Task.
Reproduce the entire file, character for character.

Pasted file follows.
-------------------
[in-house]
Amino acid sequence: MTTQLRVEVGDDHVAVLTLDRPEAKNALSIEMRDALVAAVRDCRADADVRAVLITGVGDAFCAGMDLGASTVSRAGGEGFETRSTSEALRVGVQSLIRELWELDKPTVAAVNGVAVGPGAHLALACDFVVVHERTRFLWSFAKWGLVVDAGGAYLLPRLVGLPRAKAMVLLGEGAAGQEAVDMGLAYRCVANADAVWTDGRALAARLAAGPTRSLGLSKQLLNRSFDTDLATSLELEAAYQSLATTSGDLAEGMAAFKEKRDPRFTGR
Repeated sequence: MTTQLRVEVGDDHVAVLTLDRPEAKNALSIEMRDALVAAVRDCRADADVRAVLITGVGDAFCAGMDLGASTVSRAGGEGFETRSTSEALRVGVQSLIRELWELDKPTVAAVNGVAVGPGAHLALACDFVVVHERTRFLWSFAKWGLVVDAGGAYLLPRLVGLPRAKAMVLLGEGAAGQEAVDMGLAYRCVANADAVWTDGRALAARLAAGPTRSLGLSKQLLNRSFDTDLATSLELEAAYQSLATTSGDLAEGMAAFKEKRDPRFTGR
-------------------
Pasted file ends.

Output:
[in-house]
Amino acid sequence: MTTQLRVEVGDDHVAVLTLDRPEAKNALSIEMRDALVAAVRDCRADADVRAVLITGVGDAFCAGMDLGASTVSRAGGEGFETRSTSEALRVGVQSLIRELWELDKPTVAAVNGVAVGPGAHLALACDFVVVHERTRFLWSFAKWGLVVDAGGAYLLPRLVGLPRAKAMVLLGEGAAGQEAVDMGLAYRCVANADAVWTDGRALAARLAAGPTRSLGLSKQLLNRSFDTDLATSLELEAAYQSLATTSGDLAEGMAAFKEKRDPRFTGR
Repeated sequence: MTTQLRVEVGDDHVAVLTLDRPEAKNALSIEMRDALVAAVRDCRADADVRAVLITGVGDAFCAGMDLGASTVSRAGGEGFETRSTSEALRVGVQSLIRELWELDKPTVAAVNGVAVGPGAHLALACDFVVVHERTRFLWSFAKWGLVVDAGGAYLLPRLVGLPRAKAMVLLGEGAAGQEAVDMGLAYRCVANADAVWTDGRALAARLAAGPTRSLGLSKQLLNRSFDTDLATSLELEAAYQSLATTSGDLAEGMAAFKEKRDPRFTGR